NATO’s International Security Assistance Force’s (ISAF) press release claims the helicopter crew fired at men placing IEDs next to the road and afterwards “discovered civilians in a car adjacent to the IED site.”

On Thursday, a “roadside mine” killed another seven civilians in Kandahar province.

Expect more civilian casualties as President Obama’s latest escalation sends more troops into Kandahar. Most civilians killed by insurgents die from IEDs and suicide attacks, while airstrikes in support of troops in combat account for most civilians killed by NATO and the Government of the Islamic Republic of Afghanistan. When this summer’s Operation Khanjar pushed into Helmand province, anti-Kabul-government forces responded by laying more IEDs, which led to a severe spike in civilian deaths.

Based on the Helmand experience, we know sending more troops into insurgent-controlled areas will mean IED attacks. We know new IED attacks will mean many more civilian deaths, not to mention the number of civilians that will be directly killed by U.S. forces. We’re doing it anyway. The people who will be killed have a right to life that exists independently of our goals in the region. We’re essentially making a decision for them that it’s better for them to be dead than under the thumb of the Taliban. If they want to make that decision, fine, let them. But that’s not our decision.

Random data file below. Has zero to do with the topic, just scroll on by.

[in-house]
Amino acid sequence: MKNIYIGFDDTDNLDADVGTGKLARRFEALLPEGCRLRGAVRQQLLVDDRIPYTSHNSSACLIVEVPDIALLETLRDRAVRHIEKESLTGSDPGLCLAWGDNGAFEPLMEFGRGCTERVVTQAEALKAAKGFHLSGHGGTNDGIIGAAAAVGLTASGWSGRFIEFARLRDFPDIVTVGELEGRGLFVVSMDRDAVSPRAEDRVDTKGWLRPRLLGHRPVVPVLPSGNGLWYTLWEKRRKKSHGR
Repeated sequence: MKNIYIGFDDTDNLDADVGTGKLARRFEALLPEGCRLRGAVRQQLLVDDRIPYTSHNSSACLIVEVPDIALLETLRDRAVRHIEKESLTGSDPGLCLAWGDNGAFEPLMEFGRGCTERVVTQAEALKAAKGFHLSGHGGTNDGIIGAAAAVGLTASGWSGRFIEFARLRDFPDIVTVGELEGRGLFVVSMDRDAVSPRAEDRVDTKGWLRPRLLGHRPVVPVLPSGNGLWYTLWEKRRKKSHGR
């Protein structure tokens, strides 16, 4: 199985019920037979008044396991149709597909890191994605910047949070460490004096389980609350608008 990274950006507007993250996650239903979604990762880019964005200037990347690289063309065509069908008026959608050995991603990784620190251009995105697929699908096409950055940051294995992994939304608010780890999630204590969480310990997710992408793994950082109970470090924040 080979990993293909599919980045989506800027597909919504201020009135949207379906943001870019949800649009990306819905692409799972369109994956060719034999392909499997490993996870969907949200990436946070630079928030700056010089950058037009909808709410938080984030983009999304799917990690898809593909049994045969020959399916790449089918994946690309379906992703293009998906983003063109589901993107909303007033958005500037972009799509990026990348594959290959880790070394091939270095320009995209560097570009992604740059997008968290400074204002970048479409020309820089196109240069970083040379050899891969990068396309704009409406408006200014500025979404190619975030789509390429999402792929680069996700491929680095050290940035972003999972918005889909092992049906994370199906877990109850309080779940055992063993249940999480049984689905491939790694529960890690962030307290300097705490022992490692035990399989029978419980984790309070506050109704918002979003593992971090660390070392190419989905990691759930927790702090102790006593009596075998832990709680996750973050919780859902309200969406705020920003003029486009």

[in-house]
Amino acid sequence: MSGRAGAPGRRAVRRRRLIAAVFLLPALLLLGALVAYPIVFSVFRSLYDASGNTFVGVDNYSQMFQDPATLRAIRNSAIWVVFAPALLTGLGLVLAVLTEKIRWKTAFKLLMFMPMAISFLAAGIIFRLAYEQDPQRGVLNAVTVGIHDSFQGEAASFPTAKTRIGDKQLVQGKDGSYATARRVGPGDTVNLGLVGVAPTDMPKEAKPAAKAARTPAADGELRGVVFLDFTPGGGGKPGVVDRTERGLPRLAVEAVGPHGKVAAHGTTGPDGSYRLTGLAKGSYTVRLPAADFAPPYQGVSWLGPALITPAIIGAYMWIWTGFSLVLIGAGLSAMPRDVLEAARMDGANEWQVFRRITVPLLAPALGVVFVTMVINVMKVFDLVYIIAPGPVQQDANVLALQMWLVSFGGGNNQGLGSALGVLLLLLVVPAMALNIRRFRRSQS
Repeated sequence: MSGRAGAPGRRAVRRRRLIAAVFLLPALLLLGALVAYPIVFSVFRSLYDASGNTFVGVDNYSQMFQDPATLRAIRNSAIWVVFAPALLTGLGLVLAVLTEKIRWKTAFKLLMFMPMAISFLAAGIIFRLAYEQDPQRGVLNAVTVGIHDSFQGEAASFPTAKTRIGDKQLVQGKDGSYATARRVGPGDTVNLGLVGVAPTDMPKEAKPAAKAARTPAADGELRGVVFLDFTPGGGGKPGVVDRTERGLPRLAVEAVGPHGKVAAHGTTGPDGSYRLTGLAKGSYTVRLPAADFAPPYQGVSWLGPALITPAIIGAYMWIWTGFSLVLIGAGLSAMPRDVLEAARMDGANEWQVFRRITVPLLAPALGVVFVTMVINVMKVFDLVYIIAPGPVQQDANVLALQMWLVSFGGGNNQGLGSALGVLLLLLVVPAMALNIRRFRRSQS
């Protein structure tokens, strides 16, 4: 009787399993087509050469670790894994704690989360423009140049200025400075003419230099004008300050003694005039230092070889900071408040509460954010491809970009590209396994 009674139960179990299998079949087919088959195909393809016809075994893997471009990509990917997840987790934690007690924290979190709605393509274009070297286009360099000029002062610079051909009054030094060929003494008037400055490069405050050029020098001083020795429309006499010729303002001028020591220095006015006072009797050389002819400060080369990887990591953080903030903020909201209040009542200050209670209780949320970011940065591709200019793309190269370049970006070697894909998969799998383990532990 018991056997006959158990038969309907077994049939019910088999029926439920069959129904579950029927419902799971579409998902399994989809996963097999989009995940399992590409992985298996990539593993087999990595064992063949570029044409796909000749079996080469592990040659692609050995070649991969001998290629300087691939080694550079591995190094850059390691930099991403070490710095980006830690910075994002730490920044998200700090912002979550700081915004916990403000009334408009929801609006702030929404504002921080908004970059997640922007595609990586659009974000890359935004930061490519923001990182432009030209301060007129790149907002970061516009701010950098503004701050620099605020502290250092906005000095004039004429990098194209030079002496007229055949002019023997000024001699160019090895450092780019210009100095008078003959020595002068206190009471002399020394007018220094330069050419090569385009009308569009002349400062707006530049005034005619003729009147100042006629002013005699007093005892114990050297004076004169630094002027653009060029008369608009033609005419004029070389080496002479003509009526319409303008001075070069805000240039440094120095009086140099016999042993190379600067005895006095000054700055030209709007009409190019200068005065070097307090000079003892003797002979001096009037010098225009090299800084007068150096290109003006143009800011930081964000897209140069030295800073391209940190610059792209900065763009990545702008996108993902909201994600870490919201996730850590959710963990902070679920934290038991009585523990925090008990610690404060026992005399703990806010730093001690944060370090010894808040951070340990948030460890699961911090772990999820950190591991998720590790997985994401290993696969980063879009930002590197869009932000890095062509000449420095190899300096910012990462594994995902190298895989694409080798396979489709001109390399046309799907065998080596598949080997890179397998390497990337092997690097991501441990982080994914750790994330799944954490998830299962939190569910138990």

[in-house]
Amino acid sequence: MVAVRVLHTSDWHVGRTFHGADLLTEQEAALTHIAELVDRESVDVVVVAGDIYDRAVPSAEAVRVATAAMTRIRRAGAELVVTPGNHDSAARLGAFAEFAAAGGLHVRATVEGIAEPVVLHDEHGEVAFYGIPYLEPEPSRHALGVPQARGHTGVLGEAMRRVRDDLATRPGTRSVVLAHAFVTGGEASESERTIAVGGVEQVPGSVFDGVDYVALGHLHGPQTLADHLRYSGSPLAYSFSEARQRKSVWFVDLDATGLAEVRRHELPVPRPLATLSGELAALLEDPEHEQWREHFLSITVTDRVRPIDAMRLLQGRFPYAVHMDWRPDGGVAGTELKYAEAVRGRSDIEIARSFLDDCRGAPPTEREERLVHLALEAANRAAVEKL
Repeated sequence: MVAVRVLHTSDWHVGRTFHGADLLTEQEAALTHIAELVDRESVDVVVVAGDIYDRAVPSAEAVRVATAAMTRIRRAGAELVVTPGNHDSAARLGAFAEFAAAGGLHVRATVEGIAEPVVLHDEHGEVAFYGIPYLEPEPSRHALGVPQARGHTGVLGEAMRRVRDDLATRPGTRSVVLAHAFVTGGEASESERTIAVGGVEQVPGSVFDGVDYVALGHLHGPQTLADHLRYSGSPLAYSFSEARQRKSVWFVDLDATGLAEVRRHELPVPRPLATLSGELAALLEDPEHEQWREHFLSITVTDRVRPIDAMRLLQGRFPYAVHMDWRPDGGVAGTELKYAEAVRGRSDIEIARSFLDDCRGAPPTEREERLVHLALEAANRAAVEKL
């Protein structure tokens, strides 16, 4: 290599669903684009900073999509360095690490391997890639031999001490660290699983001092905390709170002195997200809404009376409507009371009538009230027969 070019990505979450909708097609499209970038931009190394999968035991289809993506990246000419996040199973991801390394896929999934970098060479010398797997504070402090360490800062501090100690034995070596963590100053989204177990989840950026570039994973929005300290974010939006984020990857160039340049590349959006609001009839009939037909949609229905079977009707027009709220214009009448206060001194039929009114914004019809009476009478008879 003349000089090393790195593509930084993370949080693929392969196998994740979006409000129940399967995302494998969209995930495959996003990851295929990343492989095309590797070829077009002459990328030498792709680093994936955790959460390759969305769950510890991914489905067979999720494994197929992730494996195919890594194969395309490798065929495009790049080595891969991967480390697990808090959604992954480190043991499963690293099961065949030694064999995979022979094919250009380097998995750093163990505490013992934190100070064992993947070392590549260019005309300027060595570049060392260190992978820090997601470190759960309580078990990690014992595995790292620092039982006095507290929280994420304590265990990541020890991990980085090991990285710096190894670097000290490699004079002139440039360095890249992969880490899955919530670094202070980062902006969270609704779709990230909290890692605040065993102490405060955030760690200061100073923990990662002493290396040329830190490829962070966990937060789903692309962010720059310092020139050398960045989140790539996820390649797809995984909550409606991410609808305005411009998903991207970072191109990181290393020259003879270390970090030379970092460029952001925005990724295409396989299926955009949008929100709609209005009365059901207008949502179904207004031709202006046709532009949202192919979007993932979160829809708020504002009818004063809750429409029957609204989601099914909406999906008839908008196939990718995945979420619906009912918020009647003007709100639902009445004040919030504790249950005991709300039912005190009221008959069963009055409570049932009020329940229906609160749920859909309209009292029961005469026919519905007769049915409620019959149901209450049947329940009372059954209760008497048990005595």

End the war in Afghanistan. Bring the troops home.

Derrick Crowe is the Afghanistan blog fellow for Brave New Foundation / The Seminal. The views expressed are his own. Sign our CREDO petition to reject escalation in Afghanistan & join Brave New Foundation’s #NoWar candlelight vigil on Facebook and Twitter. But make these your first steps as an activist to end this war, not your last.